Health-Healing Health Studies Natural History of Chocolate

Natural History of Chocolate

Natural History of Chocolate
Catalog # SKU3286
Publisher TGS Publishing
Weight 1.00 lbs
Author Name D. Quelus
ISBN 10: 1610336402
ISBN 13: 9781610336406


Natural History
of Chocolate

Large Print

D. Quelus

This small Treatise is nothing but the Substance and Result of the Observations that I made in the American Islands, during the fifteen Years which I was obliged to stay there, upon the account of his Majesty's Service. The great Trade they drive there in Chocolate, excited my Curiosity to examine more strictly than ordinary into its Origin, Culture, Properties, and Uses. I was not a little surprized when I every day discover'd, as to the Nature of the Plant, and the Customs of the Country, a great Number of Facts contrary to the Ideas, and Prejudices, for which the Writers on this Subject have given room.

--New Edition, large 15 point font



The Cocao-Tree is moderately tall and thick, and either thrives, or not, according to the Quality of the Soil wherein it grows: Upon the Coast of Caraqua, for instance, it grows considerably larger than in the Islands belonging to the French.

Its Wood is porous, and very light; the Bark is pretty firm, and of the Colour of Cinnamon, more or less dark, according to the Age of the Tree. The Leaves are about nine Inches long, and four in breadth, where they are broadest; for they grow less towards the two Extremities, where they terminate in a point: their Colour is a little darkish, but more bright above than underneath; they are joined to Stalks three Inches long, and the tenth part of an Inch broad. This Stalk, as it enters the Leaf, makes a strait Rib, a little raised along the Middle, which grows proportionably less the nearer it comes to the End. From each side of this Rib proceed thirteen or fourteen crooked Threads alternately.

As these Leaves only fall off successively, and in proportion as others grow again, this Tree never appears naked: It is always flourishing, but more especially so towards the two Solstices, than in the other Seasons.

The Blossoms, which are regular and like a Rose, but very small, and without smell, proceed from the Places from which the old Leaves fall, as it were in Bunches. A large Quantity of these fall off, for hardly Ten of a Thousand come to good, insomuch that the Earth underneath seems cover'd over with them. Every Blossom is joined to the Tree by a slender Stalk half an Inch or a little more in length; when it is yet in the Bud, it is one Fifth of an Inch broad, and about one fourth or a little more in length: when it was least, in proportion to the Tree and the Fruit, the more strange it appeared to me, and more worthy of Attention.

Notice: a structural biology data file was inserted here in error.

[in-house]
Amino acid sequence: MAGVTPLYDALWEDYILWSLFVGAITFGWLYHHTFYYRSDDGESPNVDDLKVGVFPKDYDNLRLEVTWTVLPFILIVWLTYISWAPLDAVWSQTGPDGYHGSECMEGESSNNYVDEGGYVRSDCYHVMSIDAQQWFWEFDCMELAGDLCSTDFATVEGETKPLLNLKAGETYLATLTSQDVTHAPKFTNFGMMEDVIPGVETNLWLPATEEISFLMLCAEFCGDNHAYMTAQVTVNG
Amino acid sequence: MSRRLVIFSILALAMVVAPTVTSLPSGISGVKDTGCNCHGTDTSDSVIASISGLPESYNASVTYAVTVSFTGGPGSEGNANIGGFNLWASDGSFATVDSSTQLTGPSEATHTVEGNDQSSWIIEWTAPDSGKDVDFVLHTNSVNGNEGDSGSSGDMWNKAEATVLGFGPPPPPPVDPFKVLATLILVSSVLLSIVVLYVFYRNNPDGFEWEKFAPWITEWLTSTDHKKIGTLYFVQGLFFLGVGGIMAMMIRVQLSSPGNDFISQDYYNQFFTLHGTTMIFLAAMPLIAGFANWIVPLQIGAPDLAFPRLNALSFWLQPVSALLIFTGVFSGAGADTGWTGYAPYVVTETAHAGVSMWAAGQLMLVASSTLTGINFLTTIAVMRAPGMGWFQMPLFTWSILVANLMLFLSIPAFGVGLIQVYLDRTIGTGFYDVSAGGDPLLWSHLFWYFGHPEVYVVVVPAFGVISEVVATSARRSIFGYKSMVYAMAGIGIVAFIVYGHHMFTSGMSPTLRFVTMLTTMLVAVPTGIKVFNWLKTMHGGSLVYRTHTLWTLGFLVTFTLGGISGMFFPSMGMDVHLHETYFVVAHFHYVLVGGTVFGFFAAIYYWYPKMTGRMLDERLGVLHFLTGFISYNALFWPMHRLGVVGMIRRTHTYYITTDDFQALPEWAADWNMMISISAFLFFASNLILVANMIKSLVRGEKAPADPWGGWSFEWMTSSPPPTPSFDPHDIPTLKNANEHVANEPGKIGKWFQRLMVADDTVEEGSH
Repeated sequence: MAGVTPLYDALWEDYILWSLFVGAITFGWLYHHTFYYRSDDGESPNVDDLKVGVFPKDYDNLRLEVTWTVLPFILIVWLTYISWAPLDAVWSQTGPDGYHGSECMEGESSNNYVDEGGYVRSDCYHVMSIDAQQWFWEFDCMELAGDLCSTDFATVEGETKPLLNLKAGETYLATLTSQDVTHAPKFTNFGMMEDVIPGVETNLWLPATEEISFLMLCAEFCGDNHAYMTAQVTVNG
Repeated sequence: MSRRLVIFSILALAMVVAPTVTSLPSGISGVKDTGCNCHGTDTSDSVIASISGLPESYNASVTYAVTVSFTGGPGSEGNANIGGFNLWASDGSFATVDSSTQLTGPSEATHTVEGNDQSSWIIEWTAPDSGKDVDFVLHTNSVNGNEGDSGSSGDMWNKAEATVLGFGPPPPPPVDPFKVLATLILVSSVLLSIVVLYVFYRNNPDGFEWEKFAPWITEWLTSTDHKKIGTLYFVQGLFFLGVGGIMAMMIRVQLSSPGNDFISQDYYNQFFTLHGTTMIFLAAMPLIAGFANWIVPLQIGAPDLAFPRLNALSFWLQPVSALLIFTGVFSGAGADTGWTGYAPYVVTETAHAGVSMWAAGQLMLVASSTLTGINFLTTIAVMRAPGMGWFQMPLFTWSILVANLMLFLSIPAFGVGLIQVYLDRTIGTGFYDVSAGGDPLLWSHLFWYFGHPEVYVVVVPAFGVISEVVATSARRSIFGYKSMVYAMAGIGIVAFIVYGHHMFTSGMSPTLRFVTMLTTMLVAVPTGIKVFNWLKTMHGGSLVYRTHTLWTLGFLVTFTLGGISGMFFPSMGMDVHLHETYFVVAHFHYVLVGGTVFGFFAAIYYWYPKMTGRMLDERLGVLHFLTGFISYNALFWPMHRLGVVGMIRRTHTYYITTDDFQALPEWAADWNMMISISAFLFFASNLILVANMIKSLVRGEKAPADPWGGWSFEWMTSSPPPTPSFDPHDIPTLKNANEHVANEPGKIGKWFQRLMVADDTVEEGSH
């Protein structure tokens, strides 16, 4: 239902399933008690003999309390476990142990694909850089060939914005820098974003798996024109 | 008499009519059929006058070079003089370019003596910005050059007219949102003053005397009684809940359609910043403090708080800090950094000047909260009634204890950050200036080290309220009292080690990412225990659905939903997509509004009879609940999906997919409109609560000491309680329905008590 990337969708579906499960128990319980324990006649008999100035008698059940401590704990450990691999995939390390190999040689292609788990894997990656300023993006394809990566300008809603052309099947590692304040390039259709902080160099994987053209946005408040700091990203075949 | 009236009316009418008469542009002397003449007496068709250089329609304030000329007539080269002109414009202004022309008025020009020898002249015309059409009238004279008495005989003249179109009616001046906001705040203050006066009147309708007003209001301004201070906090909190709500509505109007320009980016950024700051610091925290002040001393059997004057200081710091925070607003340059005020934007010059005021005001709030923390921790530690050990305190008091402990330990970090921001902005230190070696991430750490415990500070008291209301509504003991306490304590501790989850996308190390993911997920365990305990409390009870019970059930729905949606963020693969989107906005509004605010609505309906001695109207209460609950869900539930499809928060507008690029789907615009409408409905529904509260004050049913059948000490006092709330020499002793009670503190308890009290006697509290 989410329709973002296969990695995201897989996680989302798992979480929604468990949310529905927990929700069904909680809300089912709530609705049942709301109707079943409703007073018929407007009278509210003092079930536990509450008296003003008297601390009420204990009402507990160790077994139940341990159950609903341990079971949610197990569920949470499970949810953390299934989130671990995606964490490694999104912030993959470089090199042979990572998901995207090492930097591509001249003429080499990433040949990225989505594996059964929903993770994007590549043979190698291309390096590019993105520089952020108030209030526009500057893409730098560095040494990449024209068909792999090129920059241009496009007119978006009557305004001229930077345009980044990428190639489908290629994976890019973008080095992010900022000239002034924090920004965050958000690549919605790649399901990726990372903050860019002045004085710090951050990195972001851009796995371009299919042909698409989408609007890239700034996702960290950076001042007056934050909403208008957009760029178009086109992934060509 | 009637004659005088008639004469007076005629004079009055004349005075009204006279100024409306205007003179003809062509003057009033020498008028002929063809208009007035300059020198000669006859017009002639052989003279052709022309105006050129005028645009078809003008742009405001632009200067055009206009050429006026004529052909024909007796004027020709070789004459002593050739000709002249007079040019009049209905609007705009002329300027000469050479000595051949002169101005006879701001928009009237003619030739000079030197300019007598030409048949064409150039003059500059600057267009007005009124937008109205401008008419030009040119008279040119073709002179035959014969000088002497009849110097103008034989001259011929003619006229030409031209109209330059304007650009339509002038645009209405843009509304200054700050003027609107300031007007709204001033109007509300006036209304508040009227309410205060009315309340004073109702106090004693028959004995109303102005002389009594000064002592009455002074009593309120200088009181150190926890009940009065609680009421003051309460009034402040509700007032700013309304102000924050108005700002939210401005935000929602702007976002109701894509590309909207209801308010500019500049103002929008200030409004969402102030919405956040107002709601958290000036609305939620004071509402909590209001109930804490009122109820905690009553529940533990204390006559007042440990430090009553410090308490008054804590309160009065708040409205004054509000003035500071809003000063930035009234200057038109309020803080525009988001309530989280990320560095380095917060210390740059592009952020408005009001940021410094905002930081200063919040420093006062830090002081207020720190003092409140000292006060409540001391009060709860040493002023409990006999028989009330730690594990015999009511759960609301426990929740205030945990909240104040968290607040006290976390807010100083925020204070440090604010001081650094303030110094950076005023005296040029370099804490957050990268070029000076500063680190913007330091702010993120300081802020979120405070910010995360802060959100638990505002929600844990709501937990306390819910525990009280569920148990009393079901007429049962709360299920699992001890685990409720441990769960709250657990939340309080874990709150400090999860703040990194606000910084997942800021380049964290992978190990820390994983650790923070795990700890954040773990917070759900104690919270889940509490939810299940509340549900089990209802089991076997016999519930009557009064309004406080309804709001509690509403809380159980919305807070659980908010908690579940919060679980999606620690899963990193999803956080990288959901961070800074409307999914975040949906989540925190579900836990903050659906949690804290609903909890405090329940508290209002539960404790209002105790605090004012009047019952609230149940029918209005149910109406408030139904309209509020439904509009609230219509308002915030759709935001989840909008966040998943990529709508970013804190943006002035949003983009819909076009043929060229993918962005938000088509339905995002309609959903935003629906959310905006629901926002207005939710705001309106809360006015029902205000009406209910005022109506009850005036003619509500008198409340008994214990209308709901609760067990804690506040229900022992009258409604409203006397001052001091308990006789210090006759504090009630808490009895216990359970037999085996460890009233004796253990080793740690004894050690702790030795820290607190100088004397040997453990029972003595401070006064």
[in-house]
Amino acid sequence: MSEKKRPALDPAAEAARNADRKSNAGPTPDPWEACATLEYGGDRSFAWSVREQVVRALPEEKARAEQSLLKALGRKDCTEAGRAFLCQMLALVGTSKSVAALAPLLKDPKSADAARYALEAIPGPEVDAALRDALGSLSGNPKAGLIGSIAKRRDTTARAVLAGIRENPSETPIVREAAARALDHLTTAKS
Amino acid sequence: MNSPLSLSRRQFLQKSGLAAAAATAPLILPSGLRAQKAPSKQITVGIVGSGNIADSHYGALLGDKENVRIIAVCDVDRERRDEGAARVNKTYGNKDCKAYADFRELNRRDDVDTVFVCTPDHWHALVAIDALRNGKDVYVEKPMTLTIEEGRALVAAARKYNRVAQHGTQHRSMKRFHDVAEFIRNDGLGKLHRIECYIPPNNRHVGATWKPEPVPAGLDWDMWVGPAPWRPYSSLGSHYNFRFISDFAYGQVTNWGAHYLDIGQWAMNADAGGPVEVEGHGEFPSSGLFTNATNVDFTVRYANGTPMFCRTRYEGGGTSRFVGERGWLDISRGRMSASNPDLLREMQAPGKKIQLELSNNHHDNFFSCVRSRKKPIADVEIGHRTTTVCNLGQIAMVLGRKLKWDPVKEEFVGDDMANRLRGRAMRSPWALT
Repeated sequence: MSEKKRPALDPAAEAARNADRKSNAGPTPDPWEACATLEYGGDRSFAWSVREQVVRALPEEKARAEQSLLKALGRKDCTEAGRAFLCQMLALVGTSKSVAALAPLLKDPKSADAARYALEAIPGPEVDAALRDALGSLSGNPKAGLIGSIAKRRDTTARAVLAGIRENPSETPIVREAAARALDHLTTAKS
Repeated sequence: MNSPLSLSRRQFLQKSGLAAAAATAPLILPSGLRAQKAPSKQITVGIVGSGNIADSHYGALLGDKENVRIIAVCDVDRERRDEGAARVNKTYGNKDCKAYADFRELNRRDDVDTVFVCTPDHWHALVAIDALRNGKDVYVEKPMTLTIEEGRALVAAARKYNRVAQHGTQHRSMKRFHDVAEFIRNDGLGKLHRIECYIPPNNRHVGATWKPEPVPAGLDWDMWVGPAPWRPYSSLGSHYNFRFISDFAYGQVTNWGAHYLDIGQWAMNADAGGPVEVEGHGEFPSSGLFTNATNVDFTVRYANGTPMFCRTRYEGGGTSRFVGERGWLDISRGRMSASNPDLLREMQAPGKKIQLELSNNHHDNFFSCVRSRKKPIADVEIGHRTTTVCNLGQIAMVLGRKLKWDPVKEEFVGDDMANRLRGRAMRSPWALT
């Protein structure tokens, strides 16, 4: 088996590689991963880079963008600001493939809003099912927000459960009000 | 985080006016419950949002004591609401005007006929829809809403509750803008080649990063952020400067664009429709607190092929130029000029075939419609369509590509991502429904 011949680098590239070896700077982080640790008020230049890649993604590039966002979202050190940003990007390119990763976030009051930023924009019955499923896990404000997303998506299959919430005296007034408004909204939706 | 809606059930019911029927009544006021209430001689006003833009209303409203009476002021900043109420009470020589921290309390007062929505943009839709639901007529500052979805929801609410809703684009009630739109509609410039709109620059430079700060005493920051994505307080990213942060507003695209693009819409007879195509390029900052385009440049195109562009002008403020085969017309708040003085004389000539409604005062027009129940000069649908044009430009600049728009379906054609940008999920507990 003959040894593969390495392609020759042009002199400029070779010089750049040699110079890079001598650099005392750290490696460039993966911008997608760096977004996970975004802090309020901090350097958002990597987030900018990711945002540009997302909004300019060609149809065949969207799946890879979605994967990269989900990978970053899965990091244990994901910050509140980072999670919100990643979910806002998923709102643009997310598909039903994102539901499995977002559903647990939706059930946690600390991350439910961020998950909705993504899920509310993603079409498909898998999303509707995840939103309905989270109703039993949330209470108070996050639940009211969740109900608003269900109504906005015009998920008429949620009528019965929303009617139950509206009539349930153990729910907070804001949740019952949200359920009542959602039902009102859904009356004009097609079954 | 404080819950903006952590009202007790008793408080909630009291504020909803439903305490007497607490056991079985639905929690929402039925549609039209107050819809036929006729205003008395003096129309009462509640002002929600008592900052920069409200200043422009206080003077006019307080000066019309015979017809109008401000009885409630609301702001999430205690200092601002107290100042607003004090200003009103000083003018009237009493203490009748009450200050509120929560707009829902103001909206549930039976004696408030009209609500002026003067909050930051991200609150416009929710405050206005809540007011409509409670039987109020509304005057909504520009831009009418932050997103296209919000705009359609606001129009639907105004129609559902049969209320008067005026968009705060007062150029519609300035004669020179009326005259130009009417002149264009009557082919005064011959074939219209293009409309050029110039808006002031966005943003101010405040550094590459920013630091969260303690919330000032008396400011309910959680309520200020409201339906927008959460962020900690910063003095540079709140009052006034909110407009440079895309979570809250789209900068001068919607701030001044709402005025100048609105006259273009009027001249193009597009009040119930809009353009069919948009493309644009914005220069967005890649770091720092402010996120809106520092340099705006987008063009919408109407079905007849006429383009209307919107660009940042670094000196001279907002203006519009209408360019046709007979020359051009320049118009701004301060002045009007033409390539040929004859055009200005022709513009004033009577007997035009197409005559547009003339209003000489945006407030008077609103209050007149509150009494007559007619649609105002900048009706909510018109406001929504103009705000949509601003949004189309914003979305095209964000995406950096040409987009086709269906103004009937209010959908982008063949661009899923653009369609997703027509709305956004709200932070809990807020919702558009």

When the Buds begin to blow, one may consider the Calix, the Foliage, and the Heart of the Blossom. The Calix is formed of the Cover of the Bud, divided into five Parts, or Leaves, of a very pale flesh-colour. These are succeeded by the five true Leaves of the same Colour, which fill up the empty Spaces or Partitions of the Calix. These Leaves have two Parts, the undermost of which is like an oblong Cup, striped with Purple; on the inside, it bends towards the Center by the help of a Stamen, which serves to fasten it; from this proceeds outwardly, the other Part of the Leaf, which seems to be separate from it, and is formed like the End of a Pike.

The Heart is composed of five Threads and five Stamina, with the Pistilla in the middle. The Threads are strait, and of a purple Colour, and placed over-against the Intervals of the Leaves. The Stamina are white, and bend outwardly with a kind of a Button on the top, which insinuates itself into the middle of each Leaf to sustain itself.

When one looks at these small Objects through a Microscope, one is ready to say, That the Point of the Threads is like Silver, and that the Stamina are Chrystal; as well as the Pistilla, which Nature seems to have placed in the Center, either to be the Primitiæ of the young Fruit, or to serve to defend it, if it be true that this Embryo unfolds itself, and is produced in no other place but the Base. For want of observing these small Parts, as well as the Bulk of the Blossom, F. Plumier had no distinct Knowledge of them, nor has he exactly design'd them, any more than Mons. Tournefort, who has done them after his Draught.

148 pages - 5½ x 8½ softcover
ISBN-10: 1610336402
ISBN-13: 9781610336406